Business Development

A stoic view of trust

To be ‘stoic’ is generally to be considered calm in enduring hardship. What did it mean originally? I stumbled on the Stoics during a bit of background reading on Aristotle’s better known appeals to persuasion. I was not expecting what I found. The ‘Stoics’ were something of an extremist group founded in Athens and Rome […]

Aristotle’s forgotten appeals

Hasnaê Kerach explores Aristotle’s forgotten, and widely known appeals. 2400 years ago, Aristotle introduced a manuscript called “Rhetoric” to the world. It has withstood the test of time and proved to be one of the most influential works on persuasion. Aristotle defined Rhetoric as the ‘faculty of discovering in any particular case all of the […]

Of Mice and (Mad) Men

Desmond Harney argues that balance optimises persuasive communication, even in advertising. In 1959, U.S. Nobel Laureate John Steinbeck worked in Somerset, later saying he’d been happier there than any other place on Earth: ‘I hear and smell and see and feel the earth and I … am alone – the largest aloneness … mystic and […]

Incomplete Benefits

Ewan Pearson compares pitches with basketball to explain why so many of them need work. It’s great to provide effective and efficient services, but what does that actually mean? Not a lot, it would seem.  We do a lot of work on pitches and other acts of persuasion every year, and have been doing so […]

Exploratory Questioning and Modelling by Lynda Russell-Whitaker

-constructed questions are essential in successful business development. We need to pay close attention to the language we use in our questioning and the language used by the client in response to these questions.  They can give valuable clues.   As mentioned in my article on Active Listening in SpeakUp! #62, questions and listening are […]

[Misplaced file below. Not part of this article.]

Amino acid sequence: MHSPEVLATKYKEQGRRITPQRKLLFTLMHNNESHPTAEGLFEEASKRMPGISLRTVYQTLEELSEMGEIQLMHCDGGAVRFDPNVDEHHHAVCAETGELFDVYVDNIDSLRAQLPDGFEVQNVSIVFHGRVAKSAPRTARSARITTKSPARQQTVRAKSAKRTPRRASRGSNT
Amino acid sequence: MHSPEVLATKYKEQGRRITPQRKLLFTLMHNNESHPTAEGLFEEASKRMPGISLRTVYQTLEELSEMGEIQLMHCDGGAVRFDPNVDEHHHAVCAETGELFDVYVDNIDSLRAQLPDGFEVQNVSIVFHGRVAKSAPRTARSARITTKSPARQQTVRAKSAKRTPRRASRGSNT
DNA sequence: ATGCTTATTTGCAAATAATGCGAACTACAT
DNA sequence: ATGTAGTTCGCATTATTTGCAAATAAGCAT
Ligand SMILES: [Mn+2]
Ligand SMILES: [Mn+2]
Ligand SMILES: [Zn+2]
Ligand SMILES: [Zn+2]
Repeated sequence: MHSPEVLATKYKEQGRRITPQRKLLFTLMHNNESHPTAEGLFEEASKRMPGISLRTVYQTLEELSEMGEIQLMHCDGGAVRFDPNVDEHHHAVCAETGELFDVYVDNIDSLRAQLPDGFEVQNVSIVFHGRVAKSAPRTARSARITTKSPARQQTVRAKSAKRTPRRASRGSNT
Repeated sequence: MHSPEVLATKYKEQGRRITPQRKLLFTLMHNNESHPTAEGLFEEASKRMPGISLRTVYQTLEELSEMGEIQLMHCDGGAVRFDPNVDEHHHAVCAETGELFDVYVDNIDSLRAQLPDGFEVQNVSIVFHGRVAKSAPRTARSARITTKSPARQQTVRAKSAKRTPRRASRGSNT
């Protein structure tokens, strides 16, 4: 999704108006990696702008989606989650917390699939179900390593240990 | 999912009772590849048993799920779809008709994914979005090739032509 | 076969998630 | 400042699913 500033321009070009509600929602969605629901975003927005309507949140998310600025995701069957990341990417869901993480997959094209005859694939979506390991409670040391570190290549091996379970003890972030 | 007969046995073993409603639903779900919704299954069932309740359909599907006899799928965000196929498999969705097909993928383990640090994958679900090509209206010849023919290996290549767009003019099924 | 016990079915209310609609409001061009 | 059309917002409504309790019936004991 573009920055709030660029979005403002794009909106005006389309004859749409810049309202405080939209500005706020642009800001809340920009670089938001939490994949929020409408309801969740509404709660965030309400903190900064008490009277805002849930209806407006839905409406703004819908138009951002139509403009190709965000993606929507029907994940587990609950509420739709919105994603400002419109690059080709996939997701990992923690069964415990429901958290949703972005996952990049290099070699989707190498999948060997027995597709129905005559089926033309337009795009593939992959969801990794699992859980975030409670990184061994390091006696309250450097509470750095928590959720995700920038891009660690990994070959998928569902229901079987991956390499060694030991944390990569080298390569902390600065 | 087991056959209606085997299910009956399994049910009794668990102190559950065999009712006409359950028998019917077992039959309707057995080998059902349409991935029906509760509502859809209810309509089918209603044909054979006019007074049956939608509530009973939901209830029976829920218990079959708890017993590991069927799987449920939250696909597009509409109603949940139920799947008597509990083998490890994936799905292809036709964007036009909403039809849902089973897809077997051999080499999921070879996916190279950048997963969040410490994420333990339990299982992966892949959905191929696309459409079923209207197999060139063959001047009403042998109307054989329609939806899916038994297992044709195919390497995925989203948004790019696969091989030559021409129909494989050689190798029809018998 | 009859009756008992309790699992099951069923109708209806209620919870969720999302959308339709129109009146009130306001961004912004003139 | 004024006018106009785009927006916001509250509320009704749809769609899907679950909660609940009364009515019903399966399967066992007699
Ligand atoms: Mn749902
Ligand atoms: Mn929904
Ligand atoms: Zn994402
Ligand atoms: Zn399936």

Strong Starts. The Hook by Alistair Grant

We were all taught somewhere that we should “tell’em what we’re gonna tell’em then tell’em and tell’em what we told them”. But….   Whilst that old chestnut seems sensible enough advice, there is a flaw! There is strong evidence that people’s commitment to listen depends on how you start, and this bureaucratic, traditional and predictable […]

Nudging Noel Numpties by Ewan Pearson

Thaler was particularly lauded for his work on Nudging, which has provided a much more scientific understanding of how people think and behave when making economic decisions. Whether it’s how to tax the Brits more skilfully, what people invest in, what they smoke, whether they opt in/out of organ donation, or what they buy the […]

Leadership style, by Lynda Russell-Whitaker

At this time of the year, when Christmas is fast upon us, millions of people continue to celebrate the birth of a religious leader that occurred more than two thousand years ago. Therefore, I have been musing on what for me are the essential characteristics of a great leader, not then but now, in the […]

Squeezing the Satsuma (part 2), by Ewan Pearson

Christmas is a ‘fruity’ time, and so it’s appropriate to squeeze the rest of the juice out of this story, to crack a few nuts and to get the core of the meaty content. For those unfamiliar with our last Journal, Edition 57, it is the hot story of the age: how to win business […]

Squeezing the Satsuma (part 1), by Ewan Pearson

A few of our clients are, with our help, undertaking major drives to further professionalise their Business Development and Pitching processes. Here we share some of our general thinking around the subject, for all of our clients. We have written an extensive paper with some new diagrams to capture some of our latest thinking and […]